Project Accounting – Amalfi Project Managament

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The short answer is “less risk and less expensive.” The slightly longer answer is “a lot less risk and quite a bit less expensive.” Especially considering the longevity of ERP software packages once they are installed. I usually compare the implementation process to assembling furniture from the popular furniture store IKEA®.  It sounds straight forward but…

I remember the first time I brought a piece of furniture home from IKEA, and then discovered that a basic book shelf contains more pieces than you would have thought possible. I opened the boxes and started pulling out a few pieces only to realize the available floor space might not be sufficient to accommodate the assembly process. I stopped pulling the big pieces out and instead reached forPortrait Of Contemplated Couple With Disassembled Furniture Parts In New Home the little bags with all the screws and what looked like a little handy lifesaving tool to make it all come together. The IKEA wrench! Little did I know that by the end of this process my fingers would be hurting profusely, and possibly bleeding, and I’d be wishing the whole thing had gotten lost in shipping. I eventually found the single sheet of paper with instructions, and finally, after moving the pieces around the room 2 or 3 times, asking for a helping hand to hold the contraption during the assembly process, re-doing a few steps, and probably raising my voice once or twice, I  finally declared victory and the book shelf was done! The whole process took way longer and was much more stressful than it should’ve been, just due to the fact that I was unfamiliar with it.

If you’ve ever bought IKEA furniture I am sure you recognize this pattern. You’ll also probably know that the second and third time around the experience is much different. First off you brought your electric screwdriver to the battle, because now you know that the little IKEA wrench is NOT your friend. He goes right in the trash. Second, you have cleared a good floor area for your assembly so that you can lay out all pieces flat and/or leaning against the walls in an orderly pattern. You have planned ahead and have a helping hand in the vicinity should the need for an extra set of hands arise. The process is smooth and almost enjoyable. You don’t start sweating and you don’t have to raise your voice. You planned for half an hour, and that is about what it took to put it together.a young woman has trouble with her laptop computer. photo icon for data crash, spam and computer viruses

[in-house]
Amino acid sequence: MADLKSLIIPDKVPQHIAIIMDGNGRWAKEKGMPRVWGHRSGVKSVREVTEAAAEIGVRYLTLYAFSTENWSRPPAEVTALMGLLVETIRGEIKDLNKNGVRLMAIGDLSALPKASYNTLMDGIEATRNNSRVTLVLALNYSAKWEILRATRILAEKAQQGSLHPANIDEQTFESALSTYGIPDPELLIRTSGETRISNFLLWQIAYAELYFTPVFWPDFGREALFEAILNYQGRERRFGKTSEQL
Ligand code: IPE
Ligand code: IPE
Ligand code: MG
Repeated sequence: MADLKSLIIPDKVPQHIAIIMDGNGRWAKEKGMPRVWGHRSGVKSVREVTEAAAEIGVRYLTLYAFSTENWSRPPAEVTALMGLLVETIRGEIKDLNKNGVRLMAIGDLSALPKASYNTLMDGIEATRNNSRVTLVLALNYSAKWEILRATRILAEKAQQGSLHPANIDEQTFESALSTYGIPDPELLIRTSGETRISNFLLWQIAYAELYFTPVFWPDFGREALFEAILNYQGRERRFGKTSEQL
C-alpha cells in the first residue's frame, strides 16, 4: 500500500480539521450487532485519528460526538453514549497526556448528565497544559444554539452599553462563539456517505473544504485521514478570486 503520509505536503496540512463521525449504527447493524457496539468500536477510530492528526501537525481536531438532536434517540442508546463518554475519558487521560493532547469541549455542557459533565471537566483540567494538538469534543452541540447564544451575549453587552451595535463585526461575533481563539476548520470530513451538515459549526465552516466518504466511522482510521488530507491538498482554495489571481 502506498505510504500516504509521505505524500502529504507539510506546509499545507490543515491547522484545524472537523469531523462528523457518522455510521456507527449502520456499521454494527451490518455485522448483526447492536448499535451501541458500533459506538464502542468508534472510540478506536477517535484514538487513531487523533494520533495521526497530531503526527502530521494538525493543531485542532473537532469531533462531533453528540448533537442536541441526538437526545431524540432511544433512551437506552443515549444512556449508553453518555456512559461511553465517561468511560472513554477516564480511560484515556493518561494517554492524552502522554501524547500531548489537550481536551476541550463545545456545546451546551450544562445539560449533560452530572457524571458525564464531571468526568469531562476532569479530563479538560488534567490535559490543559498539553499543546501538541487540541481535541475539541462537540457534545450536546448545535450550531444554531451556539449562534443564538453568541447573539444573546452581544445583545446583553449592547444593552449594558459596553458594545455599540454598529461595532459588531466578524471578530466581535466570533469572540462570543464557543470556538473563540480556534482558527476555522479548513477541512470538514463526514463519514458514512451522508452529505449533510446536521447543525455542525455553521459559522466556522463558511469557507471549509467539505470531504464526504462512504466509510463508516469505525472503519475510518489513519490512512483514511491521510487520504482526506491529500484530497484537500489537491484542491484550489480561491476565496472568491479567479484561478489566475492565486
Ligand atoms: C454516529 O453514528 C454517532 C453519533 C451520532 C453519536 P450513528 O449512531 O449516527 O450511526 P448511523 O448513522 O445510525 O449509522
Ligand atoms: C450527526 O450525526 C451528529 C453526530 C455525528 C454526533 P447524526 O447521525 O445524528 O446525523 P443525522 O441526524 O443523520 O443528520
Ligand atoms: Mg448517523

So what does this have to do with ERP software? Well, I think that implementing an ERP product in principle can be compared to the furniture assembly process, only at a much larger scale of course. If the ERP package in question is not written specifically for your line of business and the software partner is not intimately familiar with your industry, it very quickly turns into a much more complex project than is necessary. You have a high risk of project overrun, and you may end up not getting all the benefits you had planned for. If, on top of this, you have substantial customization to the standard software, you may end up paying a premium for support and upgrades on an ongoing basis. It is really a high-risk project with unpredictable expenses in both the short and the long term.

If, on the other hand, you work with an ERP software package that has been developed specifically for your industry (a vertical solution), and you work with a partner that has implemented this package maybe a hundred times at businesses such as your own, you are much more likely to have a successful implementation. It is comparable to putting the same bookshelf together over and over again. You know exactly where the pieces fit together. You lower the risk dramatically. You have predictable costs and there is a high probability that your project will come in on time and on budget. Your ongoing cost of maintaining the system will also be much lower since there will be little to no custom components in your installation.

Cloud computing is an evolving paradigm and when you search around the internet you will find many explanations for cloud computing. I kind of like this definition that was formulated in a publication (800-145) from NIST (National Institute of Standards and Technology):

Cloud computing is a model for enabling ubiquitous, convenient, on-demand network access to a shared pool of configurable computing resources (e.g., networks, servers, storage, applications, and services) that can be rapidly provisioned and released with minimal management effort or service provider interaction.

 

While this definition might sound slightly complex and boring for the non-technical reader, the key take-away is that cloud computing offers convenient, on-demand access to computing resources with minimal management effort. The plumbing in your house is a useful analogy. You don’t think too much about the technicalities of your plumbing. It’s there and it works, providing access to water resources, but you only pay for what you use.

So what are the considerations that need to be taken into account when deciding whether to deploy an ERP system on premise or in the cloud? Well it depends on the individual ERP package that you are deploying, and although most of them share many of the same deployment characteristics at a general level, this discussion is specific to Microsoft® DynamicsTM NAV.